Between the lines: Employers feel the sting of ever-rising health care costs, year after year. And the biggest companies in America have found that they don't have the market clout to control their costs on their own.

The bottom line: Congress listens to CEOs. If they add their weight to legislative debates about health costs, it could make a real difference.

Go deeper.

4. Real-world data confirm vaccines' efficacy

Photo: Al Seib / Los Angeles Times via Getty Images

Both the Pfizer and Moderna vaccines are performing just as well in real-world experience as they did in clinical trials.

  • After two shots, both vaccines were 94% effective at keeping seniors out of the hospital, according to a CDC review of hospital records over the past three months. They were 64% effective at preventing hospitalizations after one shot.

Why it matters: Clinical trials can tell us a lot, but we'll always learn more once millions of people start using a product.

  • In this case, the real-world news is about as good as you could ask for — the extremely high efficacy rates reported in clinical trials are holding, and no new safety risks are emerging.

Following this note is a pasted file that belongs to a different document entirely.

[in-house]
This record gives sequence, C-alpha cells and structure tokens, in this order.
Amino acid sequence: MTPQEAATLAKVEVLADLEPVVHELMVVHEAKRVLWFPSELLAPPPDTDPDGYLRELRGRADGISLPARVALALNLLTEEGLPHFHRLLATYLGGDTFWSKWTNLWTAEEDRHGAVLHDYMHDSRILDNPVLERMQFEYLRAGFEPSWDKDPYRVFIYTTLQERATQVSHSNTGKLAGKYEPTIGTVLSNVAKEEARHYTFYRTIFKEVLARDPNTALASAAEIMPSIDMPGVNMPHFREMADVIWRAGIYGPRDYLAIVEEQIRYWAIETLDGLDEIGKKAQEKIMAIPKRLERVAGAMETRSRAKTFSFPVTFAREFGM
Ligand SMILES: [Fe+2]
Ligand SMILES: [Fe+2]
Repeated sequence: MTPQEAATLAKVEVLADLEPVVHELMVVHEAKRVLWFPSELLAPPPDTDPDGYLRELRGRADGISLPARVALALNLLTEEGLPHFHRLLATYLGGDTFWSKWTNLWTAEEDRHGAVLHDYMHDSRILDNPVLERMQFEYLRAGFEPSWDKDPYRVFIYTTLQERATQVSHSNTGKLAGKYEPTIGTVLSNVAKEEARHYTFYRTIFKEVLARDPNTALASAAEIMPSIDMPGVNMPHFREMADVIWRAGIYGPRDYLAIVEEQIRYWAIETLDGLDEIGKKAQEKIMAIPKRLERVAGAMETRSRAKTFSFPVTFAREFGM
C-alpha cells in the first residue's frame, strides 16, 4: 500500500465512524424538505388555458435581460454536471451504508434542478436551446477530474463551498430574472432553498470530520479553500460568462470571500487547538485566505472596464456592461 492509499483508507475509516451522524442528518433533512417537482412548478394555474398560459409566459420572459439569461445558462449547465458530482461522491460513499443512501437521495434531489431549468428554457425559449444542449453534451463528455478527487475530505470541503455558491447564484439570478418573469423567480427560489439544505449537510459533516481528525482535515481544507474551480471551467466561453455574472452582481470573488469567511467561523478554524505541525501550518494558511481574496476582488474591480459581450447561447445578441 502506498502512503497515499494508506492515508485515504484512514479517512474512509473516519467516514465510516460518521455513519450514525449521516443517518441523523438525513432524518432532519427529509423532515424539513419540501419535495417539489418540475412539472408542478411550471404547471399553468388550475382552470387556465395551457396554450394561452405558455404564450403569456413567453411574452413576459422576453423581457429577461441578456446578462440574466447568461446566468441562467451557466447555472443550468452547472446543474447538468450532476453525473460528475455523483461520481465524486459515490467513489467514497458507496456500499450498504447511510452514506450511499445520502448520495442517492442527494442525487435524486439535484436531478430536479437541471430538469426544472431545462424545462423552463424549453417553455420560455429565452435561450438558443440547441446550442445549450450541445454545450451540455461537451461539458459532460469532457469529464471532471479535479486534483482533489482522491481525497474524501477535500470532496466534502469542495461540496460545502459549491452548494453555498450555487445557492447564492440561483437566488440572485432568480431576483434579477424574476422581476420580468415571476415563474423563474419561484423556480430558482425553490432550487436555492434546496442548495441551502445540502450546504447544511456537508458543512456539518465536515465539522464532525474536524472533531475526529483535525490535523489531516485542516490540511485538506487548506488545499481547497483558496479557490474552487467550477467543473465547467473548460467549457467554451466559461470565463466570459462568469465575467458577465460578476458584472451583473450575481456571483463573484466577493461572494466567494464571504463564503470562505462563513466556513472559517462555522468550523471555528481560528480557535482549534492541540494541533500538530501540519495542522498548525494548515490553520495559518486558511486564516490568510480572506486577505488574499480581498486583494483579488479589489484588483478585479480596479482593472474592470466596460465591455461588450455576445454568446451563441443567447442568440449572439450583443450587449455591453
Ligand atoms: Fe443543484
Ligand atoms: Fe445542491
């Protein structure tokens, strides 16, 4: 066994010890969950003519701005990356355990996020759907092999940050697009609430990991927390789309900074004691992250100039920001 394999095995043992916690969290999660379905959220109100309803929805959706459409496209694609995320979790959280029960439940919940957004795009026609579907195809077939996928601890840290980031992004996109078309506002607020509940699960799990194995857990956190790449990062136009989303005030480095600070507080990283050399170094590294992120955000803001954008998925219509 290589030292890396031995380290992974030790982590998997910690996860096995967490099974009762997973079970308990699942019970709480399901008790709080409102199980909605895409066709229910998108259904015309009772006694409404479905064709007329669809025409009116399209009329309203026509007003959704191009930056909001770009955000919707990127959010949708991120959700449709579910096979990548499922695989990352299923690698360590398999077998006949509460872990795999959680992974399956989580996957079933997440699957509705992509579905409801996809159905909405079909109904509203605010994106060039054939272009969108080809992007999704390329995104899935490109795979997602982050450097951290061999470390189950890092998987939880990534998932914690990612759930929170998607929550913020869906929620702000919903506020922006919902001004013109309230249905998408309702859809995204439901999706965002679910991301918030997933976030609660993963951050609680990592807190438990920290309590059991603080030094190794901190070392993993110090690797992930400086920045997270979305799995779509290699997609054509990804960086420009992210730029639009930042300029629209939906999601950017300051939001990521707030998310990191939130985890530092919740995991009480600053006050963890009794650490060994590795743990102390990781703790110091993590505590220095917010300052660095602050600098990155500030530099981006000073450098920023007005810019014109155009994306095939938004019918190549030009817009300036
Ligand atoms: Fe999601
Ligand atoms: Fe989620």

5. The COVID population is getting younger

As the number of people testing positive for the coronavirus shrinks, that pool is also skewing younger, Axios' Marisa Fernandez writes.

  • Nearly 22% of the Americans who have tested positive for COVID-19 this month were 19 or younger, according to new data from Quest Diagnostics — up from 12% last year.
  • Thanks largely to vaccinations, the share of positive tests from people 60 and older has been cut almost in half — from 18% last year to about 10% in April.

Don't assume this younger population has nothing to fear from the virus.

  • About 12% of COVID patients 18 and younger were hospitalized between March and October of last year, according to an April study published in JAMA Network Open.

Come on, people: "People in their 20s have consistently accounted for the highest proportion of positive test results of any 10-year age group," according to Quest.